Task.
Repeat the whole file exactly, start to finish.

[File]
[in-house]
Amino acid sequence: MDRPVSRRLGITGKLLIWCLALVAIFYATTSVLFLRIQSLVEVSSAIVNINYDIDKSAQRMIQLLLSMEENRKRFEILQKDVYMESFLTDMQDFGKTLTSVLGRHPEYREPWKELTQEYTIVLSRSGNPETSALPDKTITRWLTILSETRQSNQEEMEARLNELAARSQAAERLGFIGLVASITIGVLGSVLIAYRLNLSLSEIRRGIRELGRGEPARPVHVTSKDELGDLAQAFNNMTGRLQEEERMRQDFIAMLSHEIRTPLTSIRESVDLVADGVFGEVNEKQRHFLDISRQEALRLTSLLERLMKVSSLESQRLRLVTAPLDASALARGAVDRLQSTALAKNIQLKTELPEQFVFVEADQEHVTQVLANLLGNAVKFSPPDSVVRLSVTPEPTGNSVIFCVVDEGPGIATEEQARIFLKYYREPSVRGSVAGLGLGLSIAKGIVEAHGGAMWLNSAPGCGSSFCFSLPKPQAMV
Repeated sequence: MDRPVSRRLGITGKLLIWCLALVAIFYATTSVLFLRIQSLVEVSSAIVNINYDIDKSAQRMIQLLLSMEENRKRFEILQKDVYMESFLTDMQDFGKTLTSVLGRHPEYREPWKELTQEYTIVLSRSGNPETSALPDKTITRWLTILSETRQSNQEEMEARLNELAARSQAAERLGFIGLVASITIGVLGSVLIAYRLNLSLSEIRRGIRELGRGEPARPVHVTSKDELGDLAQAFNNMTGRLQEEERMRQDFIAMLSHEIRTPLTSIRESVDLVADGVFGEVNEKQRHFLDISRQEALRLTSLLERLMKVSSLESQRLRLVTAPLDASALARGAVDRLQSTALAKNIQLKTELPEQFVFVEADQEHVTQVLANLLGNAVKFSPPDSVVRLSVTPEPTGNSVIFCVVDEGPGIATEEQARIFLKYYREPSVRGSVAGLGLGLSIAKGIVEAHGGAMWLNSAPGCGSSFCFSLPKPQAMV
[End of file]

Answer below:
[in-house]
Amino acid sequence: MDRPVSRRLGITGKLLIWCLALVAIFYATTSVLFLRIQSLVEVSSAIVNINYDIDKSAQRMIQLLLSMEENRKRFEILQKDVYMESFLTDMQDFGKTLTSVLGRHPEYREPWKELTQEYTIVLSRSGNPETSALPDKTITRWLTILSETRQSNQEEMEARLNELAARSQAAERLGFIGLVASITIGVLGSVLIAYRLNLSLSEIRRGIRELGRGEPARPVHVTSKDELGDLAQAFNNMTGRLQEEERMRQDFIAMLSHEIRTPLTSIRESVDLVADGVFGEVNEKQRHFLDISRQEALRLTSLLERLMKVSSLESQRLRLVTAPLDASALARGAVDRLQSTALAKNIQLKTELPEQFVFVEADQEHVTQVLANLLGNAVKFSPPDSVVRLSVTPEPTGNSVIFCVVDEGPGIATEEQARIFLKYYREPSVRGSVAGLGLGLSIAKGIVEAHGGAMWLNSAPGCGSSFCFSLPKPQAMV
Repeated sequence: MDRPVSRRLGITGKLLIWCLALVAIFYATTSVLFLRIQSLVEVSSAIVNINYDIDKSAQRMIQLLLSMEENRKRFEILQKDVYMESFLTDMQDFGKTLTSVLGRHPEYREPWKELTQEYTIVLSRSGNPETSALPDKTITRWLTILSETRQSNQEEMEARLNELAARSQAAERLGFIGLVASITIGVLGSVLIAYRLNLSLSEIRRGIRELGRGEPARPVHVTSKDELGDLAQAFNNMTGRLQEEERMRQDFIAMLSHEIRTPLTSIRESVDLVADGVFGEVNEKQRHFLDISRQEALRLTSLLERLMKVSSLESQRLRLVTAPLDASALARGAVDRLQSTALAKNIQLKTELPEQFVFVEADQEHVTQVLANLLGNAVKFSPPDSVVRLSVTPEPTGNSVIFCVVDEGPGIATEEQARIFLKYYREPSVRGSVAGLGLGLSIAKGIVEAHGGAMWLNSAPGCGSSFCFSLPKPQAMV